Special Hobby 1/48 Pe-3






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Terry Miesle




 The Soviet Air Force was a bit different from other air forces during WWII.  Relatively little fighting occurred above 12,000 feet, instead most air sortees supported ground operations or disrupted German ground operations.  This shouldn’t disregard the vital air-to-air combat performed by the Soviet fighter pilots, defending their cities from the German invaders.  Without advanced radar, however, the Soviets often had little early warning, and poor vectoring.  The National Defense Committee ordered Vladimir Petlyakov to design an aircraft capable of carrying an airborne radar in August 1941.

 The Soviets early radar units were so heavy, a twin-engined heavy fighter was required, as many German, British and American radar-equipped fighters were similarly based on medium bombers and attack planes.  The Pe-2 dive-bomber proved a suitable airframe.  It was re-engined with more power, and the airframe lightened.  The Pe-3 also lacked the dive-brakes of the Pe-2, but added leading-edge slats.  It retained the capability to carry bombs and rockets, like its stable mate.  It was, in essence, the fighter version of the Pe-2.  The two types were produced throughout the war, and many Pe-3s served as support aircraft.


I’ve always been a fan of Russian aircraft, so when I saw this offering I purchased it – without knowing it was even scheduled for release.  It is a conversion of MPM’s Pe-2 kit, with additional bits needed to make the Pe-3 version.

 What you get is standard limited-run fare these days.  The injection molding quality is pretty good, with minimal flash but with noticeably rough surfaces.  These shouldn’t be much problem with a bit of sanding, but it is a little surprising when compared with, say, Classic Airframes new releases.  Also included are resin detail parts, packed in two smaller heat-sealed bags – one of which had opened in transit, but with no apparent damage.  You get two sets of vacuformed windscreens (something I always appreciate), plus the original well-cast Pe-2 clear parts.  You also get a small set of photo-etched radar antennae, and a small decal sheet.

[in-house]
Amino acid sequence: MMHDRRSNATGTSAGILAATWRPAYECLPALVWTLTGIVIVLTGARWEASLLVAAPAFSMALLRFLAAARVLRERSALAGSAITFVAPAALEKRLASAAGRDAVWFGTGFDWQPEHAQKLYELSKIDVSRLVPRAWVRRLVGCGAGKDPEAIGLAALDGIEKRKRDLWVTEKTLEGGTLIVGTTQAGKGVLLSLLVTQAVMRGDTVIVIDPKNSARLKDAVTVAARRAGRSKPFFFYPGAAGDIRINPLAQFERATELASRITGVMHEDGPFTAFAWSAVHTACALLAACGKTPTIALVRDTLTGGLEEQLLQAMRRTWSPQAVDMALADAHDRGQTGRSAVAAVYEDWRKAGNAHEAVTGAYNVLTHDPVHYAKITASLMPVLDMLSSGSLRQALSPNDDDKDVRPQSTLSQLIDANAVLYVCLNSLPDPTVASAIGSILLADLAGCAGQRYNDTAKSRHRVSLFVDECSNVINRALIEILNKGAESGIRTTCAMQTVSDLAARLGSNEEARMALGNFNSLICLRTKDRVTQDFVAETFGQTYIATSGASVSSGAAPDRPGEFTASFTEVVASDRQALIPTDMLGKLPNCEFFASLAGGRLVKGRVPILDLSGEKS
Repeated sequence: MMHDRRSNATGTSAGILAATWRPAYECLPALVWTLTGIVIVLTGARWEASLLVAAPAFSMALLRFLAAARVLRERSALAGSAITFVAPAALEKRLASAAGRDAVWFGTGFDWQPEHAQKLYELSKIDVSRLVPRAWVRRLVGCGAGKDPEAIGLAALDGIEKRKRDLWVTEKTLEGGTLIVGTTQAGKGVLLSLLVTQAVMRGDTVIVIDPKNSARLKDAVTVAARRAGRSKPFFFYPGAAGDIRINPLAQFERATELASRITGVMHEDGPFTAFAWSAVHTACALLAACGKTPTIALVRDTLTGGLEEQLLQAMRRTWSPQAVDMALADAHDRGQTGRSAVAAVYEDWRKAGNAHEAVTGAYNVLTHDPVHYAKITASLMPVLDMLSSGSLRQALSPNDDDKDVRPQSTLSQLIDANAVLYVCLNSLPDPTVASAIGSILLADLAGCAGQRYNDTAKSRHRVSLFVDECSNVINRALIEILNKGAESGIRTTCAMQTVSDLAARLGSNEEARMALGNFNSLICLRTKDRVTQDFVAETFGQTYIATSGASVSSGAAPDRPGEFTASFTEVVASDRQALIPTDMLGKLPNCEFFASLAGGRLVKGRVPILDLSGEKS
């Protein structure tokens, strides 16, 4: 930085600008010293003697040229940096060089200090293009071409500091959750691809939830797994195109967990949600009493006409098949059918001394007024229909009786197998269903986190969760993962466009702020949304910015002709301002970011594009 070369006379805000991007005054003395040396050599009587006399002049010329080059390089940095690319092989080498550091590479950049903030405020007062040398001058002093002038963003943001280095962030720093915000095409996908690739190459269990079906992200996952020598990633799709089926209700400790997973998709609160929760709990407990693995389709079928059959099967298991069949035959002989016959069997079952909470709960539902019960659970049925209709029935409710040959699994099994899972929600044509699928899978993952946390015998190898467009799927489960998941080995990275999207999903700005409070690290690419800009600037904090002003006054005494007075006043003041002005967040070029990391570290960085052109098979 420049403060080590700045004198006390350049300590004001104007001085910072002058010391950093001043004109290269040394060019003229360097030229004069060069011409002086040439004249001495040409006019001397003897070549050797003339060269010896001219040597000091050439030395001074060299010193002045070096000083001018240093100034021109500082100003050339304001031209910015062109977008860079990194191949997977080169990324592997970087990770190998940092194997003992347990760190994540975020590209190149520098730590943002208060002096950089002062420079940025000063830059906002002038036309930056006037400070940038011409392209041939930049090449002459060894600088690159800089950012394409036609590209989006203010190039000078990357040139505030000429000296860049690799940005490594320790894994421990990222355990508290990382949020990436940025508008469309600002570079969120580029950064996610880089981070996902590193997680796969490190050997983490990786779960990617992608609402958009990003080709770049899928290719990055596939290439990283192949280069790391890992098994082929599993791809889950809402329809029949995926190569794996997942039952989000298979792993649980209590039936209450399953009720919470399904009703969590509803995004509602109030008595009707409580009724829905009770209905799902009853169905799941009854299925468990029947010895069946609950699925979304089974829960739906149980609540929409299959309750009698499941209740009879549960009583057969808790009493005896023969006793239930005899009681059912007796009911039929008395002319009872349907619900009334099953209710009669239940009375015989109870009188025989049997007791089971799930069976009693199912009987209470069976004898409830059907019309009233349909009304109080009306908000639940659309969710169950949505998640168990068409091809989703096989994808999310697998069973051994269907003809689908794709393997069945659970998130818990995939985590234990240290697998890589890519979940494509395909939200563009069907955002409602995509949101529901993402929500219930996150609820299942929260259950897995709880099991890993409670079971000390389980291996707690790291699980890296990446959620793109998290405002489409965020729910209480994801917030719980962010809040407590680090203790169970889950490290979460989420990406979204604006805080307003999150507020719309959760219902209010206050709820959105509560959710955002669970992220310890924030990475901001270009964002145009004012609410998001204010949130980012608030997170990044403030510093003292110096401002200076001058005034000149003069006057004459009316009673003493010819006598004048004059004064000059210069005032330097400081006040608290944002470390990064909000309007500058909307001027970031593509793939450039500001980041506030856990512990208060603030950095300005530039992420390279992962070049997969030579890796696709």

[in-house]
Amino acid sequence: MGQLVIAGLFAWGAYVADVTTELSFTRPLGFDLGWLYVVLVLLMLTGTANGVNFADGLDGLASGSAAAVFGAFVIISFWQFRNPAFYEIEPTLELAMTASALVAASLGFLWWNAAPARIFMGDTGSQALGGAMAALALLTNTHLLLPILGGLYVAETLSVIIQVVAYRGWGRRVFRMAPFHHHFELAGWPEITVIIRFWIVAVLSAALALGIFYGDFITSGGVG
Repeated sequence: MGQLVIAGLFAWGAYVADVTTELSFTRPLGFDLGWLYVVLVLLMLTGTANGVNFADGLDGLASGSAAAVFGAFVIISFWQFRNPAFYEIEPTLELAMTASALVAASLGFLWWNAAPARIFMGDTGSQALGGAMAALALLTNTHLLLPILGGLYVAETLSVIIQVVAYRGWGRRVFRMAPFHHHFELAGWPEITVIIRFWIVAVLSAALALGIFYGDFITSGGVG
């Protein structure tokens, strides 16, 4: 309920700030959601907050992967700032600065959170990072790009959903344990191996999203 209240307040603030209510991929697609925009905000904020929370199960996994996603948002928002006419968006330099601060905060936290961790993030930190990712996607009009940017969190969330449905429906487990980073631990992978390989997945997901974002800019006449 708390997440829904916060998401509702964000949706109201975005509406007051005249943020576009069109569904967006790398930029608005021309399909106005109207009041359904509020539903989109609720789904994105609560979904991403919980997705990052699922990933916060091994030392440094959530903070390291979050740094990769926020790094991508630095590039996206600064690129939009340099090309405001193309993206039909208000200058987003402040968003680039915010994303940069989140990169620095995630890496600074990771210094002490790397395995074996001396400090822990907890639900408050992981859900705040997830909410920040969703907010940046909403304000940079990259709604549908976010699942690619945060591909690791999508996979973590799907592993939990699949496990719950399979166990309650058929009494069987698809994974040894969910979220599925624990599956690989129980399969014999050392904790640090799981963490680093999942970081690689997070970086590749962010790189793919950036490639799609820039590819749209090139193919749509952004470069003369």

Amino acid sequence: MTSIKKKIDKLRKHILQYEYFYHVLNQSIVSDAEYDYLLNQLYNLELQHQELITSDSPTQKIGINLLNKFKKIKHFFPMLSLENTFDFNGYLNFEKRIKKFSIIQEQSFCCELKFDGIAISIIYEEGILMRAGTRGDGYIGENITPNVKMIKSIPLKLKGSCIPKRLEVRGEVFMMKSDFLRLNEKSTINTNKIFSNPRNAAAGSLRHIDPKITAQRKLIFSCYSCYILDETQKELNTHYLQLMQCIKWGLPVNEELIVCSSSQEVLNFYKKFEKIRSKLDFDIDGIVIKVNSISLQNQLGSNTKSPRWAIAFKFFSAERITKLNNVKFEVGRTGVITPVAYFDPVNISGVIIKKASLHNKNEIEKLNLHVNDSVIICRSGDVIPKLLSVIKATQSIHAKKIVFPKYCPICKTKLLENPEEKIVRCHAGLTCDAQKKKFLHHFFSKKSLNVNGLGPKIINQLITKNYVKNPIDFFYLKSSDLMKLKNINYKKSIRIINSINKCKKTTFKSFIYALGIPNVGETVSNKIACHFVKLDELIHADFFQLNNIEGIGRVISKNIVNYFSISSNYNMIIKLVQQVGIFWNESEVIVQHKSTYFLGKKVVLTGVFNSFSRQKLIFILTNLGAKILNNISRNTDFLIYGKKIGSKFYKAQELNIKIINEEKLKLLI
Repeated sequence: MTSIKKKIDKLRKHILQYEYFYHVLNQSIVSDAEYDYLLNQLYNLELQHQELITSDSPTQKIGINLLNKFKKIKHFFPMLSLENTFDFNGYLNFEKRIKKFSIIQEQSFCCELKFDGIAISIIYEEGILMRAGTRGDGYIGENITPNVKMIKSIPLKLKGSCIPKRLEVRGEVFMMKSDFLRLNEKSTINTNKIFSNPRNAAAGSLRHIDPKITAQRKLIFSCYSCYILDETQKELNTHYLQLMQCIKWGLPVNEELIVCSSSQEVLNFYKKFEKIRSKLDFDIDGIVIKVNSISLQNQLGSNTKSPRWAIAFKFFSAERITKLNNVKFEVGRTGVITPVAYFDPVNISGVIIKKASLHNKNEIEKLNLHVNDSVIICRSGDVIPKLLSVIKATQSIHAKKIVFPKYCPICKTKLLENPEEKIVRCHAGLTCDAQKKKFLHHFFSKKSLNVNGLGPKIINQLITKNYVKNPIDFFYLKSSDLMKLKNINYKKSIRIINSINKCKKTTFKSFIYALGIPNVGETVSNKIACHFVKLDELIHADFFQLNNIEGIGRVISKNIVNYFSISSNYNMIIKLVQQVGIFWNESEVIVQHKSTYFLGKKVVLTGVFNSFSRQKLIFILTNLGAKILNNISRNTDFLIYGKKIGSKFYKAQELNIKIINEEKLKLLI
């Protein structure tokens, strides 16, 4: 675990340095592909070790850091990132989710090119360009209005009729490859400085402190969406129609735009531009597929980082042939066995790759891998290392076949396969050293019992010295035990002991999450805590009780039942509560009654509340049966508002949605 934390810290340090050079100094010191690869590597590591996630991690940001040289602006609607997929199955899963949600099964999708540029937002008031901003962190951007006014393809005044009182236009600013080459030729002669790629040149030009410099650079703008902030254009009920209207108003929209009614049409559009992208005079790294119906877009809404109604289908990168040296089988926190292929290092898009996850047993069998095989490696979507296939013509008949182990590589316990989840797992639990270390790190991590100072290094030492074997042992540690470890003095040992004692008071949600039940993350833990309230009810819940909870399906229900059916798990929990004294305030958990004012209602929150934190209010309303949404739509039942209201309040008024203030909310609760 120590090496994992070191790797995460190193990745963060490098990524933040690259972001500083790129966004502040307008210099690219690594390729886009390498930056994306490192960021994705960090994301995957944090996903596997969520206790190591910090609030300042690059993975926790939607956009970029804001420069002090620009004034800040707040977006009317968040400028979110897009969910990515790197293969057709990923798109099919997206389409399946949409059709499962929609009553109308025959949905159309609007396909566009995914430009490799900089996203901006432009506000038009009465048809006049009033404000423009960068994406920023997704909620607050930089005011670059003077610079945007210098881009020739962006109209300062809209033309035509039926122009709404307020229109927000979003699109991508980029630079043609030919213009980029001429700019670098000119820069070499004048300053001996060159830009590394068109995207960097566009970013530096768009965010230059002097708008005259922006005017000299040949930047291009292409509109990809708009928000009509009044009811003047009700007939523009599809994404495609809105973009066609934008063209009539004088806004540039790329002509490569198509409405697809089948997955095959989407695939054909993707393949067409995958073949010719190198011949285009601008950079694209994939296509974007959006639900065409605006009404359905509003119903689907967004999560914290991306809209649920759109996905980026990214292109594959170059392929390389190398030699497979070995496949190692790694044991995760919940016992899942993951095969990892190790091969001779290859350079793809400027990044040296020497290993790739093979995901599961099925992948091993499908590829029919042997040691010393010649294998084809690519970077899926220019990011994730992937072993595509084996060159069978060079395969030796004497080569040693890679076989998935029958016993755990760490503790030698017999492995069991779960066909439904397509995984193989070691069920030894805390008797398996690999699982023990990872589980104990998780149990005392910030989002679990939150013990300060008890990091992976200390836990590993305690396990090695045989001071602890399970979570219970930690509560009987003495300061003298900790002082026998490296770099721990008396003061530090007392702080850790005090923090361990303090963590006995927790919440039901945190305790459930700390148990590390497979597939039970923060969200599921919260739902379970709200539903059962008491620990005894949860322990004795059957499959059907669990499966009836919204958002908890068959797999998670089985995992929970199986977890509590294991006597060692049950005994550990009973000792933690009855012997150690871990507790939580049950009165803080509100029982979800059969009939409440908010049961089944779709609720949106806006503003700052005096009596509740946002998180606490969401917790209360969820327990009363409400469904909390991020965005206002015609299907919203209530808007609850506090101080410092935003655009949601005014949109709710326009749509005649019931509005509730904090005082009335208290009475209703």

You will notice the replacement sprue for lower wing and engine nacelles.  These require cutting the Pe-2 naceles off, and replacing with the appropriate engines.  This is the most difficult part of the required conversion.  Other minor conversions are necessary, but the instructions appear adequate.  The radar fighter has a blunt nose, which alone should draw attention to the completed model.


I haven’t gathered research materials needed to judge how accurate the conversion will be.  The kit seems well engineered, and the subject matter is historically significant.  You can build either radar-fighter or ground-attack versions of the Pe-3, which should be an interesting subject at a model show.  The project is yet another on my “short list” which probably won’t be built anytime soon.

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